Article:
Clinton Is Not the Only Liar.
(Printed in the Towanda Daily Review on October 25, 1998. The title above was not the title used by the paper.)

Jill Darling and Frank Leeland use a similar logical fallacy in their columns to try to persuade readers of their opinions. Petitio Principii (Circular Reasoning) occurs when the claim that the writer attempts to assert is assumed to be true. Their arguments begin with the claim that society is decaying, then conclude that only through the acceptance of their religious beliefs can the trend be reversed. How do they support their initial claim that society is decaying? By assuming that there is a decay and that it resulted from the lack of acceptance of their religion.

Darling (Review, Sept. 12): "the philosophy of the 1960s and 1970s has wreaked havoc on our society," "Conscientious morality has given way to unrestrained self-gratification," and "sin runs rampant." Leeland (Review, Oct. 10): " the decline in moral, ethical and spiritual values that has taken place …," and "the nations decline."

The above quotations were used by Darling and Leeland as reasons why their religion must be embraced. Yet no evidence in support of a generally decaying society is presented. Both attempt somehow to show that their claims are valid by referring to President Clinton's current problems, then extrapolating them to apply to our entire society (another logical fallacy).

The pre-sixties, prior to the "If it feels good, do it" era, had to have been better than current times for Darling's claims of the degradation of society to be true. Yet the fifties were an era of segregation, repression, and denial; many women were subjugated by their husbands; there were no national dialogs on rape, child abuse, spousal abuse, sexual harassment, and child molestation. (S. Kangas,, 11/14/97) And this was a time when prayer was permitted in public schools.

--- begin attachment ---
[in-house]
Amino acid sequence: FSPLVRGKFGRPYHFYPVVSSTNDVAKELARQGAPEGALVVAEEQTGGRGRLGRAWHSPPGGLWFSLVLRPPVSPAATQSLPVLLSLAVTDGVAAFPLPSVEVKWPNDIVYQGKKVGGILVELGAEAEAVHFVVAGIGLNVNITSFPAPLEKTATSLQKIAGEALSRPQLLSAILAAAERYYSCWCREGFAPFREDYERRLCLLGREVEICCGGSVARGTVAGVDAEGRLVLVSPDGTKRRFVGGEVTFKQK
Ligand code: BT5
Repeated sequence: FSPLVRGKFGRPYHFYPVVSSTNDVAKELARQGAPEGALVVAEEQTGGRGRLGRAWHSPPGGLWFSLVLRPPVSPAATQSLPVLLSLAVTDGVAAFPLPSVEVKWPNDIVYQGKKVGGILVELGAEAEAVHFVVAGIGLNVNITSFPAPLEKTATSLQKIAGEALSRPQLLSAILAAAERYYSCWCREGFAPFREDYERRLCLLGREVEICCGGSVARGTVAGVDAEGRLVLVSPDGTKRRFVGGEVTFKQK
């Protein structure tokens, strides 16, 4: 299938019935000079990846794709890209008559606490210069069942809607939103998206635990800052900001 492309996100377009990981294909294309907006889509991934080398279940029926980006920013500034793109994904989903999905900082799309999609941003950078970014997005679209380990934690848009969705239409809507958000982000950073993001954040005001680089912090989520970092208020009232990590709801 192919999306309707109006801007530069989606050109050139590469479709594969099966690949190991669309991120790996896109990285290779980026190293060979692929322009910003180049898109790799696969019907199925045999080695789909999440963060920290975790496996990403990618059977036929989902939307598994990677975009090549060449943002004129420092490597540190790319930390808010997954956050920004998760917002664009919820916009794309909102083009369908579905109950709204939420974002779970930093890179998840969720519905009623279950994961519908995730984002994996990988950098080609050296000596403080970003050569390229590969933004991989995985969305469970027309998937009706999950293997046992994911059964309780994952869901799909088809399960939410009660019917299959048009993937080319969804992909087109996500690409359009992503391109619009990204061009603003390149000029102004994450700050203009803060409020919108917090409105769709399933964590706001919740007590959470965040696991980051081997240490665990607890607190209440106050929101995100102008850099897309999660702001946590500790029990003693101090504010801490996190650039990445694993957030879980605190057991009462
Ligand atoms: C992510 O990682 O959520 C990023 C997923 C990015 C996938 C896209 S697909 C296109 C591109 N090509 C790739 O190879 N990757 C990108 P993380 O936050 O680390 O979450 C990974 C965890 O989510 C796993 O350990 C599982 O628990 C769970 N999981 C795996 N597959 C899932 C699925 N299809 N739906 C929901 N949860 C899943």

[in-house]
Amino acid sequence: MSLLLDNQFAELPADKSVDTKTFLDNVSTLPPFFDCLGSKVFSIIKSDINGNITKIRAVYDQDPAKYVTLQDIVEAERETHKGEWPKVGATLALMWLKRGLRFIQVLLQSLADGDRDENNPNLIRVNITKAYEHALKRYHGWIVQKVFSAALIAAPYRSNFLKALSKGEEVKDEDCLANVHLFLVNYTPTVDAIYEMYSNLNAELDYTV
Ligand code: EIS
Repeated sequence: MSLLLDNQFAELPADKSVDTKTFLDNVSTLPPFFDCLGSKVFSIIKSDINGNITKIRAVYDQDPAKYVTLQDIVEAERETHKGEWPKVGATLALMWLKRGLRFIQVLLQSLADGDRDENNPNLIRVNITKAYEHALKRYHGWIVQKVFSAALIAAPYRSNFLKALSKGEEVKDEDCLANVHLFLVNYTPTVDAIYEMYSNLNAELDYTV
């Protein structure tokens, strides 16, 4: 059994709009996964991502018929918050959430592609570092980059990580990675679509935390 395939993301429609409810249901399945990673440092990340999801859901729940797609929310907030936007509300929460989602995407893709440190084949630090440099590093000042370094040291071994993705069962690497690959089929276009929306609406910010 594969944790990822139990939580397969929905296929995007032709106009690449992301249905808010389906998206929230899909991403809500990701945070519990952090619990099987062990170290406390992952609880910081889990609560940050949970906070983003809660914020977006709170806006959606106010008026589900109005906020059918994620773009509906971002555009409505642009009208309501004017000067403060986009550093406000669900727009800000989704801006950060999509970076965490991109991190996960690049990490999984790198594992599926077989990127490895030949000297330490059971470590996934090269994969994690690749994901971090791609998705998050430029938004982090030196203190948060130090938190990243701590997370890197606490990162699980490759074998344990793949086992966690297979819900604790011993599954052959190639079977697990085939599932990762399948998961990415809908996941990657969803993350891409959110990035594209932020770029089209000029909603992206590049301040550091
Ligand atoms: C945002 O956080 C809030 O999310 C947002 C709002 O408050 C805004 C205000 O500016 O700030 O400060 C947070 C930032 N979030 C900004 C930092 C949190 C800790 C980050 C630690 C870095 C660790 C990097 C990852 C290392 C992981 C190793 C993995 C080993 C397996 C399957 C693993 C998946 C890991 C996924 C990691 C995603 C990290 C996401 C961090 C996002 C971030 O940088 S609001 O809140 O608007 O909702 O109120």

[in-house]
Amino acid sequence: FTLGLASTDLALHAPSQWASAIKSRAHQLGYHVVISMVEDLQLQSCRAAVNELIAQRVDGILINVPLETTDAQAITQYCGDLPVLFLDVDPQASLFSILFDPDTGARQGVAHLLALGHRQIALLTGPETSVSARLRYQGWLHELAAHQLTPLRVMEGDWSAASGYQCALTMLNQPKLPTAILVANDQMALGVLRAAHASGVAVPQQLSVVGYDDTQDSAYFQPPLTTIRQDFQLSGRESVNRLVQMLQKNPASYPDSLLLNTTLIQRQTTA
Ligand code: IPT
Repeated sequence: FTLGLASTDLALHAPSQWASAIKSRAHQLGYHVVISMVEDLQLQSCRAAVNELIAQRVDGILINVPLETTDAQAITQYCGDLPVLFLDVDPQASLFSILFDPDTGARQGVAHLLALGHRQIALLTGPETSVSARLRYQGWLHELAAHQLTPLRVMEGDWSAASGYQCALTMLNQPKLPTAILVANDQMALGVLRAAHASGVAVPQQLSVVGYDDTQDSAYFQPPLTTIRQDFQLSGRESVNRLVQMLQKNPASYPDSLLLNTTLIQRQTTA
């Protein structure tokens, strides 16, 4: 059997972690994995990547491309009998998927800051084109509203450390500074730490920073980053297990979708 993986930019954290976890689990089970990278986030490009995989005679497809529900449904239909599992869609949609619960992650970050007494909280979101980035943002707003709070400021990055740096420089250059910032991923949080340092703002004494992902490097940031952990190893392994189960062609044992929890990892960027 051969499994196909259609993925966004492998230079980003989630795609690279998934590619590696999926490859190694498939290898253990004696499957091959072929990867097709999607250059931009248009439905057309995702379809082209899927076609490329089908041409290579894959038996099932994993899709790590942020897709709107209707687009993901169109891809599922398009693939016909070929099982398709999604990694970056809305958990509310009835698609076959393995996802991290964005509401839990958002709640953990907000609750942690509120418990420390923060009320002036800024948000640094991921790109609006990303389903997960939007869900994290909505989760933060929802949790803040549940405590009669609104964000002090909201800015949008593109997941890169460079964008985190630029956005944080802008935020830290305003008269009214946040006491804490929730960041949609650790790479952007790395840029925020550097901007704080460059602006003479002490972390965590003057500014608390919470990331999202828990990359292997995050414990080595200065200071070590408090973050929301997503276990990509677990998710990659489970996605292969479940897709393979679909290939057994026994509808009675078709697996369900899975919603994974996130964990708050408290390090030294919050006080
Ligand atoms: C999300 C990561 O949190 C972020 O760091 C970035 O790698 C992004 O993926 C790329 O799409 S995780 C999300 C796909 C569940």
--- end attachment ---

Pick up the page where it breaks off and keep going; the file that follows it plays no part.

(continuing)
Leeland wrote, "They placed barriers in the Constitution to prevent those destructive elements from causing our nations ruin… ." And one of the prime destructive elements that our Founders targeted was religion. As students of history, they understood that the mingling of church and state corrupted both.

Leeland continued, "There is little doubt that the Bible played a large part in the writing of the Constitution, it is evident throughout the document." Except that our Founding Fathers were Deists, not Christians. The only influence that the Bible had on the Constitution was that the Bible probably demonstrated how not to "form a more perfect union".

Because Darling and Leeland have little or no basis for their doomsday claims doesn't mean that all is well in our country. There are still serious problems, two of which are unwanted pregnancies and teen suicides. Yet the Republican majority of Congress, instead of addressing these and other serious concerns, are preoccupied with Bill Clinton's penis and where it has been rather than leaving it for Hillary to worry about.

How's that for the ultimate in circular reasoning. The Republicans claim that we need more religion to protect us from the acts of Clinton – acts which they spectacularly publicized. Maybe the Republicans aren't promoting a religious agenda. Maybe we just need more of it when they are in office.

John L. Ferri

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